9.15am – Battalion moved forward to form up, marched in column toward Haurincourt and on approaching Chateau Wood came under machine gun and rifle fire. At this point the commanding officer Lieut Col T.D. Best D.S.O & Lieut Bodker were killed & Lieut’s J.A. Haigh and W.L. Thomas wounded & 26 casualties to other ranks sustained. Capt and Adjutant H.S. Jackson took command of the Battalion at this point and handed over to Capt F Sykes on reaching the Brown Line. The enemy opposition consisted of snipers and a strong point. This was attacked, by D Company under Capt. T Goodall. 10 officers and 58 other ranks & 2 machine guns captured & a corps intelligence officer & a NCO rescued. The Battalion then reorganised and continued the advance in lines of sections to take up its positions on the forming up line. On approaching this line the Battalion came under heavy machine gun and rifle fire from K.4.D.1.5. A Platoon was sent forward under Lieut Black to deal with it and on approaching found a tank ditched near the strong point & being bombed furiously by the enemy. Capt Moxon (who had gone forward with the tank) the tank commander and crew were defending the tank from the outside. The platoon worked around the post & rushed it killing 5 and capturing 3, the remainder of the garrison ran away towards Graincourt. They were caught under Lewis Gun fire at K.4.D.9.6. & heavy casualties inflicted. The Battalion was then reorganised on the forming up line & with tanks attacked the objective. Kangaroo Alley was captured and occupied by D Company. A strong point at Lock No 6 was captured by C Company & 2 officers and 64 other ranks taken prisoners, the remainder of the garrison would not leave the dugout so a bomb was thrown in and the dugout set on fire. A strong point at E.28.b.1.1. was also captured by Lieut Black’s platoon, 2 officers, 59 other ranks & 2 machine guns being captured. A, B & C cCompanies then leaped frogged through D & continued the advance across the Bapaume-Cambrai Road until the final objective for the day was captured. A Platoon under Lieut Greaves captured a strong point and took 2 machine guns, 2 officers & 12 other ranks prisoners. The position was consolidated and held with B on the right flank with a defensive flank down the Hindenburg Support Line. A Company in the centre & C Company on the left in touch with the 36th Division on the canal bank. D Company occupying Kangaroo Alley in support. Battalion H.Q in Kangaroo Alley. During the day the Battalion captured 353 prisoners, 15 machine guns & 1 trench mortar.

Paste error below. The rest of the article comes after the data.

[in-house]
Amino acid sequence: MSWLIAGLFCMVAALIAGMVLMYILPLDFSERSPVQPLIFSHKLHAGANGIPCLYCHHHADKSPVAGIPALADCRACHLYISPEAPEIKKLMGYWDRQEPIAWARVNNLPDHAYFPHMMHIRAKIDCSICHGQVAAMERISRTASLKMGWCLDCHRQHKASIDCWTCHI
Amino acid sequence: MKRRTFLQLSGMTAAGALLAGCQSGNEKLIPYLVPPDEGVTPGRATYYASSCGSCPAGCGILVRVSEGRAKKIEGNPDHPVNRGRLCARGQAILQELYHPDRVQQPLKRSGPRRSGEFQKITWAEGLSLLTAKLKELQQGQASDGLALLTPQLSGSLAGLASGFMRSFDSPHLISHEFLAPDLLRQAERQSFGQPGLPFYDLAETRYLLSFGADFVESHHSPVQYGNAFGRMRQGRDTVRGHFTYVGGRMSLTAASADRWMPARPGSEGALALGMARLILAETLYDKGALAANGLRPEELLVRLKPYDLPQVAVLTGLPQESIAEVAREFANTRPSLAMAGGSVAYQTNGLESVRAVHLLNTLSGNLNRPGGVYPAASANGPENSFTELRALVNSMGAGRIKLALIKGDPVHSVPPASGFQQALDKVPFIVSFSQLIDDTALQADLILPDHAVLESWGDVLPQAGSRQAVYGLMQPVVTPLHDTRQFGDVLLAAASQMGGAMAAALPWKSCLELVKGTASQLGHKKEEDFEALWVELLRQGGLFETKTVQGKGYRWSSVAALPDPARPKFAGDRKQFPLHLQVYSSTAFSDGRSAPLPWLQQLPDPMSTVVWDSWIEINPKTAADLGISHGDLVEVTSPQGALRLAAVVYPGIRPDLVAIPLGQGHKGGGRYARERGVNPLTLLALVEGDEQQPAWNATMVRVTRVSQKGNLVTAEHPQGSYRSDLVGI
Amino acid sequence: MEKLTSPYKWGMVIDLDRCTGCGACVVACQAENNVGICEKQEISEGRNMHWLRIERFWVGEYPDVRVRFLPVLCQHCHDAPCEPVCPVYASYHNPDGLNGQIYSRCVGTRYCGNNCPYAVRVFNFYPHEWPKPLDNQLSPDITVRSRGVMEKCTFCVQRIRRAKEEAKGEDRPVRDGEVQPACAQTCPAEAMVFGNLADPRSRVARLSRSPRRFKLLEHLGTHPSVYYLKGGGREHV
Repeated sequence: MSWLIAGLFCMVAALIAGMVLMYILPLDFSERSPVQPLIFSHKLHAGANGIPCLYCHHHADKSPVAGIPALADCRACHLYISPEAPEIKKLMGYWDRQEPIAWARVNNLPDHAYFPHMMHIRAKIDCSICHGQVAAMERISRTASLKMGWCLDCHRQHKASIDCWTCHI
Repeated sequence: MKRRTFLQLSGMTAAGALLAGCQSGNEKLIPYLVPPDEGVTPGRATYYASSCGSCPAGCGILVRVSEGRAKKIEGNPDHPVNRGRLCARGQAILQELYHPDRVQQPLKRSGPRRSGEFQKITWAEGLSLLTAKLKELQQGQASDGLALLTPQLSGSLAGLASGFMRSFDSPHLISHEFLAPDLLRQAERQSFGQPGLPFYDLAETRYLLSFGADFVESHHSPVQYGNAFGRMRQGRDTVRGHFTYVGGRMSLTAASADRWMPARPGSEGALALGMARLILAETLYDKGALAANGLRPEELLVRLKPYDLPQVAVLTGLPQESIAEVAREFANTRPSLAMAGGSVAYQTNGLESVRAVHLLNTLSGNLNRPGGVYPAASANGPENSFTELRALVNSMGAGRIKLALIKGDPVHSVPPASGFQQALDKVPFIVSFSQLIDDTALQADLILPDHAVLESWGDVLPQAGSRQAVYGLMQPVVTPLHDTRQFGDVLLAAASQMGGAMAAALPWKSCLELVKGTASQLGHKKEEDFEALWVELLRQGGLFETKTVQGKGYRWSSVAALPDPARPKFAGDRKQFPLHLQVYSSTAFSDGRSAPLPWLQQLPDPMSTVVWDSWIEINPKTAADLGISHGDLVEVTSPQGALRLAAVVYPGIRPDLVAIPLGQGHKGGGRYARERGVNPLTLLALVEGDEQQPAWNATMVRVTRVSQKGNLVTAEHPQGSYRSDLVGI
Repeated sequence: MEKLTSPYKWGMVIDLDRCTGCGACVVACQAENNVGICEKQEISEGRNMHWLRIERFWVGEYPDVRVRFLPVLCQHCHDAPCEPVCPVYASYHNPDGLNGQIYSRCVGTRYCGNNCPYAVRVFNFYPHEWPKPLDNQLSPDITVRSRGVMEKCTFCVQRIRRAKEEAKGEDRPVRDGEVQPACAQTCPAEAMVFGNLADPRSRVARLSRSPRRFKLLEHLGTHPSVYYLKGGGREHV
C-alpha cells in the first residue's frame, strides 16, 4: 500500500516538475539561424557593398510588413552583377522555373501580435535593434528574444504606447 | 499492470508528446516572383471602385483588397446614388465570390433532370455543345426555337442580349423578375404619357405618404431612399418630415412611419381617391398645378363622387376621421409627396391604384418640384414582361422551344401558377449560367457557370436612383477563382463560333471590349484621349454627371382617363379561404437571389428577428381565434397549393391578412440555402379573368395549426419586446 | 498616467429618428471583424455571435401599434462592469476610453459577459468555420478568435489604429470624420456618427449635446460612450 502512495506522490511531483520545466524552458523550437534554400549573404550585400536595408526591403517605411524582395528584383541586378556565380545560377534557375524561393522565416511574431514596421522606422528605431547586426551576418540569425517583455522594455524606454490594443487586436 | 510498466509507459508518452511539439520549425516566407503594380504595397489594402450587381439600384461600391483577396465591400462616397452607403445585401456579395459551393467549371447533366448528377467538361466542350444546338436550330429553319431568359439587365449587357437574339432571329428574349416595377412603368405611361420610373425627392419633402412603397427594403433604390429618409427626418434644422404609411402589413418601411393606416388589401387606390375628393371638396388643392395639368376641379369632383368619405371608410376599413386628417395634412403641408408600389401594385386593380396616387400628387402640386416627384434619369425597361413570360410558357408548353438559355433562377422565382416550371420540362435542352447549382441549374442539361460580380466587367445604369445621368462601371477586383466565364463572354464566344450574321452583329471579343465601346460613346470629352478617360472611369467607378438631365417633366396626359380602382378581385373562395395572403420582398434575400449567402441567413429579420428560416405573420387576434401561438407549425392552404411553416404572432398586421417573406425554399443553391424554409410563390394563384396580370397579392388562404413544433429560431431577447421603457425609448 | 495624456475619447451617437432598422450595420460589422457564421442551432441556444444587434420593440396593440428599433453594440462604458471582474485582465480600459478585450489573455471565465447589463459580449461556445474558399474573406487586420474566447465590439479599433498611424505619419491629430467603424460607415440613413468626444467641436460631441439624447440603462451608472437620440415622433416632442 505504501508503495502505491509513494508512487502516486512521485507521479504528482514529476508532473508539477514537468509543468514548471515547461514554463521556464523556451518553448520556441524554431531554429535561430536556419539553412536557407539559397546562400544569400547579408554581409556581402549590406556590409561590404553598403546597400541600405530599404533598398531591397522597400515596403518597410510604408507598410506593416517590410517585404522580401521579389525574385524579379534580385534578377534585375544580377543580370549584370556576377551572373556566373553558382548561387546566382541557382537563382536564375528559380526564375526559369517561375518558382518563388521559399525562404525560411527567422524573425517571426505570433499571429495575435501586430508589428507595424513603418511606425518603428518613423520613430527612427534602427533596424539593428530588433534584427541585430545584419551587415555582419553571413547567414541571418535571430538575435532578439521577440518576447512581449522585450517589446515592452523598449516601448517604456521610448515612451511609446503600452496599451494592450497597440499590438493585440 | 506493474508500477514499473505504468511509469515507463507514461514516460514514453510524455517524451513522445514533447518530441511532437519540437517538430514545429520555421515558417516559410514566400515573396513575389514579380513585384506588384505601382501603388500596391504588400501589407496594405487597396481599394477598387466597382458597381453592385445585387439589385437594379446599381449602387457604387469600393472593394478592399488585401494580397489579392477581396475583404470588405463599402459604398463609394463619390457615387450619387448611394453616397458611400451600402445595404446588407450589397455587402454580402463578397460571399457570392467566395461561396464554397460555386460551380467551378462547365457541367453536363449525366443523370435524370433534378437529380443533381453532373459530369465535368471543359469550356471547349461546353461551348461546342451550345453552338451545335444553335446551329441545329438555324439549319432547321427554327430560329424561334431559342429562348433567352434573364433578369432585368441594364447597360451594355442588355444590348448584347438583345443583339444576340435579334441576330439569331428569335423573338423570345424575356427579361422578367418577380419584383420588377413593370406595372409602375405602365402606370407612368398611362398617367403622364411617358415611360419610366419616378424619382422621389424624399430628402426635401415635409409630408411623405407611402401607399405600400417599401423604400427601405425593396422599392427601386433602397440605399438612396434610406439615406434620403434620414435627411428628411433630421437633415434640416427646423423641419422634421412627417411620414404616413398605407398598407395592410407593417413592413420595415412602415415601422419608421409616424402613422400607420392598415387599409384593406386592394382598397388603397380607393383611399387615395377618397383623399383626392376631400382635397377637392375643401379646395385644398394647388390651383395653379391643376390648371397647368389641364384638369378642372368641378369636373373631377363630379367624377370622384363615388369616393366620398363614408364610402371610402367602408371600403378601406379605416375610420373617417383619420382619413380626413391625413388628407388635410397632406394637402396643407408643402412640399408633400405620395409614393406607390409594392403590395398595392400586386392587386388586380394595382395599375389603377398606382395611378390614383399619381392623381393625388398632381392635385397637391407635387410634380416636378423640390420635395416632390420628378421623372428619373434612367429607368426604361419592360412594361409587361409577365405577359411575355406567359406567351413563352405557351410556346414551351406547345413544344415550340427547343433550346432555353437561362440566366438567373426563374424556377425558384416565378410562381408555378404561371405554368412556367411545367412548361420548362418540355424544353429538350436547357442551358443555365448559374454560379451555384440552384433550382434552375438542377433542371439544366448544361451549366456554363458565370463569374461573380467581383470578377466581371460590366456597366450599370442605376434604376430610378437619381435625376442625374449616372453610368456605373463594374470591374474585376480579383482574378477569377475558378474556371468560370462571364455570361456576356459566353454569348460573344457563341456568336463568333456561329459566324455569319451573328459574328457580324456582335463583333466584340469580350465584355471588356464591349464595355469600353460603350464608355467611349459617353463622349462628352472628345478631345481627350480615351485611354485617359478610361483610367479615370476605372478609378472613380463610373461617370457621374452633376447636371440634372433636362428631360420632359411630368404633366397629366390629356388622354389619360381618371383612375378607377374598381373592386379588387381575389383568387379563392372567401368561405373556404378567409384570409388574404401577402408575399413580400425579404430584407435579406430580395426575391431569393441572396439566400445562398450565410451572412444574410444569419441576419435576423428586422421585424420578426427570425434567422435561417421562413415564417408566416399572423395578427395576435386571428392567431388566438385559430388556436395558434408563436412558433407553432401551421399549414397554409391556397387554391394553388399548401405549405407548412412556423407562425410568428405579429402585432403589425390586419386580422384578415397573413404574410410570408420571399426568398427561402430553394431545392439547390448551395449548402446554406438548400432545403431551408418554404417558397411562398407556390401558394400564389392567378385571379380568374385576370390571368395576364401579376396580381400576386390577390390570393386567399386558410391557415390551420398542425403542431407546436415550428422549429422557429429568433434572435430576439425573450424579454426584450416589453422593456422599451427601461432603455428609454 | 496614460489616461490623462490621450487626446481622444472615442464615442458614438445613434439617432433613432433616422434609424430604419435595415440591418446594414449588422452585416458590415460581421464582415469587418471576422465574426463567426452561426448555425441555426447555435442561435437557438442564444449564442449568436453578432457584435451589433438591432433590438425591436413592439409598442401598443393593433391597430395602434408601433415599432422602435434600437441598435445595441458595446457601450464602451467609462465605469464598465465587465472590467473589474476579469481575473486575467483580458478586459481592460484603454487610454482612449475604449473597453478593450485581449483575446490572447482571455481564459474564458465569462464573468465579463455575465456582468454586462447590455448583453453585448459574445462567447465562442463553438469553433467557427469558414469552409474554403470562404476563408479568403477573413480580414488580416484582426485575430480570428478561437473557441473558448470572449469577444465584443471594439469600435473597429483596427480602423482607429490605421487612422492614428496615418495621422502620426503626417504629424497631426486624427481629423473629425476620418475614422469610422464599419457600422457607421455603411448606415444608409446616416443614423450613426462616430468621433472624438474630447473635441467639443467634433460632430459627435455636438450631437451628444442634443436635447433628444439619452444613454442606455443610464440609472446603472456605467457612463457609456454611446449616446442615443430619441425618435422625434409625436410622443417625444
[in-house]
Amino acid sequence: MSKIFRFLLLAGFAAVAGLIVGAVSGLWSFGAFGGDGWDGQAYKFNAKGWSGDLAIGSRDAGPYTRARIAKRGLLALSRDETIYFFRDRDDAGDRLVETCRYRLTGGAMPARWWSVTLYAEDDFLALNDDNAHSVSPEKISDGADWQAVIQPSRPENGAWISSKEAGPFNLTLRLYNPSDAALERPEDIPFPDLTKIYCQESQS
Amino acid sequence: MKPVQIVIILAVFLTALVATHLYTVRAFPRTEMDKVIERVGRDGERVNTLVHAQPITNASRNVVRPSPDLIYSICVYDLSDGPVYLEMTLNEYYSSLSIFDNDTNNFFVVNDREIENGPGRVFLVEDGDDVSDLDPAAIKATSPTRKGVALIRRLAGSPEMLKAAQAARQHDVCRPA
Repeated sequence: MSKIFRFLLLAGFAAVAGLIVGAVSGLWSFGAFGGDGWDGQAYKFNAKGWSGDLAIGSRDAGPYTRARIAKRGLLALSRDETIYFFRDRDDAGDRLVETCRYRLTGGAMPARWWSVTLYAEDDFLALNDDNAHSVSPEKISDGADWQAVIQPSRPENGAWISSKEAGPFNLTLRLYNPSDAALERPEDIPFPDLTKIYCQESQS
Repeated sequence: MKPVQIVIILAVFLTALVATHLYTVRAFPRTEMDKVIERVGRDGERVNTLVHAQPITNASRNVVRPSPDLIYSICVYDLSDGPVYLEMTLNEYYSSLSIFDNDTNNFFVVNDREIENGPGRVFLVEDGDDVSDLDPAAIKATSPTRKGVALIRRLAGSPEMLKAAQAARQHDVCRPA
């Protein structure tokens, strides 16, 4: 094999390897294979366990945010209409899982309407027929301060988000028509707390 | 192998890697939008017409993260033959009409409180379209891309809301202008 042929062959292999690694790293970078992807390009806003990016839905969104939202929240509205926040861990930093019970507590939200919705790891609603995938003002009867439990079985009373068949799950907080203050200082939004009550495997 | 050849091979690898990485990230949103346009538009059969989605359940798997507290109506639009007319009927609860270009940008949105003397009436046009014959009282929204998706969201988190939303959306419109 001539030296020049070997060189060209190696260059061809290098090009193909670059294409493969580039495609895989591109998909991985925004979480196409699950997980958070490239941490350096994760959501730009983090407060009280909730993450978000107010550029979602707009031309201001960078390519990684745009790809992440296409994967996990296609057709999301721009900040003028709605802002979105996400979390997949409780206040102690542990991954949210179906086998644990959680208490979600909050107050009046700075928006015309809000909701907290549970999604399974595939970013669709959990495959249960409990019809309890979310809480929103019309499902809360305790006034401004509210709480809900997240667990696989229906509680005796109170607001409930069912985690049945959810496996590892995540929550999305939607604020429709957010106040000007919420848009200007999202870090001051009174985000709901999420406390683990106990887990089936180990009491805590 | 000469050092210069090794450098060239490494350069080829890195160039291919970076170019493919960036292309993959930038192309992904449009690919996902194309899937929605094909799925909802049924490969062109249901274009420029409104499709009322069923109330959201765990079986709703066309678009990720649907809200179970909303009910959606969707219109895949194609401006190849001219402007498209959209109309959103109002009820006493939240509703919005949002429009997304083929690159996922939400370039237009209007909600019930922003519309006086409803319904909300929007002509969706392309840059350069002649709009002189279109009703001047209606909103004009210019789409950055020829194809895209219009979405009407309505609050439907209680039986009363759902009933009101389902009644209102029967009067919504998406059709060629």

Total number of casualties:
    Killed; Lt Col Best D.S.O, Lieut J.G. Bodker, Lieut J.A. Haigh
    Died of Wounds; Lieut W.L. Thomas Wounded;
    10 other ranks Killed;
    55 other ranks Wounded
    4 other ranks missing.
    William Scotney died of wounds on the 20th November 1917 in the action described in the Battalion Diary. The first day of the Battle of Cambrai was a success with tanks pushing through the German defences and over 7000 prisoners taken. The offence was halted due to bad weather and a lack of reinforcements with over half of the British Tanks not operational for day 2 and the German counter attack. All told the British losses at Cambrai would total 44,000 men including our own William Scotney.
    Commonwealth War Graves Commission:
    In memory of Private William Scotney, 241637, 2nd/5th Bn., Duke of Wellington’s (West Riding Regiment) who died on 20 November 1917. Remembered with honour, Cambrai Memorial, Louverval, Panel 6 and 7.
    William Scotney is also remembered on the Haconby Roll of Honour is St Andrew’s Church as well as a page dedicated to his memory on our own web site